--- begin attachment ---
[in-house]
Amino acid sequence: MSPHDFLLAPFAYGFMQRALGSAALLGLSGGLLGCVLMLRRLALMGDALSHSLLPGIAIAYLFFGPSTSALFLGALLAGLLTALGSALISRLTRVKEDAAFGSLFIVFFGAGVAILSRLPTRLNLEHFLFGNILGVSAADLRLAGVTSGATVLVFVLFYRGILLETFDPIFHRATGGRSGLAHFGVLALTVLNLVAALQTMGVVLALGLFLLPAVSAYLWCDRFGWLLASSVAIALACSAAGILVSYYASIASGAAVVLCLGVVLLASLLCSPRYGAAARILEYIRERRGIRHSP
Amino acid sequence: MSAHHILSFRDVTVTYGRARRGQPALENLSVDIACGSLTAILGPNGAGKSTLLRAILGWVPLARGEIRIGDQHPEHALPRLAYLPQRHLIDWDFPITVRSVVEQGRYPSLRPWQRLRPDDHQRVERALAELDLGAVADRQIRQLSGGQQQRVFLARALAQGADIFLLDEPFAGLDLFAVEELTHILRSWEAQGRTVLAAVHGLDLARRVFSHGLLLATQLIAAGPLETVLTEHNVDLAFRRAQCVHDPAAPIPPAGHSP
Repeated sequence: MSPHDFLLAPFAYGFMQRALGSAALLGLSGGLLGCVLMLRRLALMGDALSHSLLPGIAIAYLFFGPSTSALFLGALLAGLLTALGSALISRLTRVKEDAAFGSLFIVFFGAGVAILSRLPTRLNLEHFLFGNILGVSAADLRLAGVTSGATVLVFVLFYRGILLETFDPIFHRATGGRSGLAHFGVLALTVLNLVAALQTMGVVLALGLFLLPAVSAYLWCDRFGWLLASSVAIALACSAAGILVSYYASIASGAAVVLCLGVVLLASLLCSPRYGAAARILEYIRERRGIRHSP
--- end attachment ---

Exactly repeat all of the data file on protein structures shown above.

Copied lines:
[in-house]
Amino acid sequence: MSPHDFLLAPFAYGFMQRALGSAALLGLSGGLLGCVLMLRRLALMGDALSHSLLPGIAIAYLFFGPSTSALFLGALLAGLLTALGSALISRLTRVKEDAAFGSLFIVFFGAGVAILSRLPTRLNLEHFLFGNILGVSAADLRLAGVTSGATVLVFVLFYRGILLETFDPIFHRATGGRSGLAHFGVLALTVLNLVAALQTMGVVLALGLFLLPAVSAYLWCDRFGWLLASSVAIALACSAAGILVSYYASIASGAAVVLCLGVVLLASLLCSPRYGAAARILEYIRERRGIRHSP
Amino acid sequence: MSAHHILSFRDVTVTYGRARRGQPALENLSVDIACGSLTAILGPNGAGKSTLLRAILGWVPLARGEIRIGDQHPEHALPRLAYLPQRHLIDWDFPITVRSVVEQGRYPSLRPWQRLRPDDHQRVERALAELDLGAVADRQIRQLSGGQQQRVFLARALAQGADIFLLDEPFAGLDLFAVEELTHILRSWEAQGRTVLAAVHGLDLARRVFSHGLLLATQLIAAGPLETVLTEHNVDLAFRRAQCVHDPAAPIPPAGHSP
Repeated sequence: MSPHDFLLAPFAYGFMQRALGSAALLGLSGGLLGCVLMLRRLALMGDALSHSLLPGIAIAYLFFGPSTSALFLGALLAGLLTALGSALISRLTRVKEDAAFGSLFIVFFGAGVAILSRLPTRLNLEHFLFGNILGVSAADLRLAGVTSGATVLVFVLFYRGILLETFDPIFHRATGGRSGLAHFGVLALTVLNLVAALQTMGVVLALGLFLLPAVSAYLWCDRFGWLLASSVAIALACSAAGILVSYYASIASGAAVVLCLGVVLLASLLCSPRYGAAARILEYIRERRGIRHSP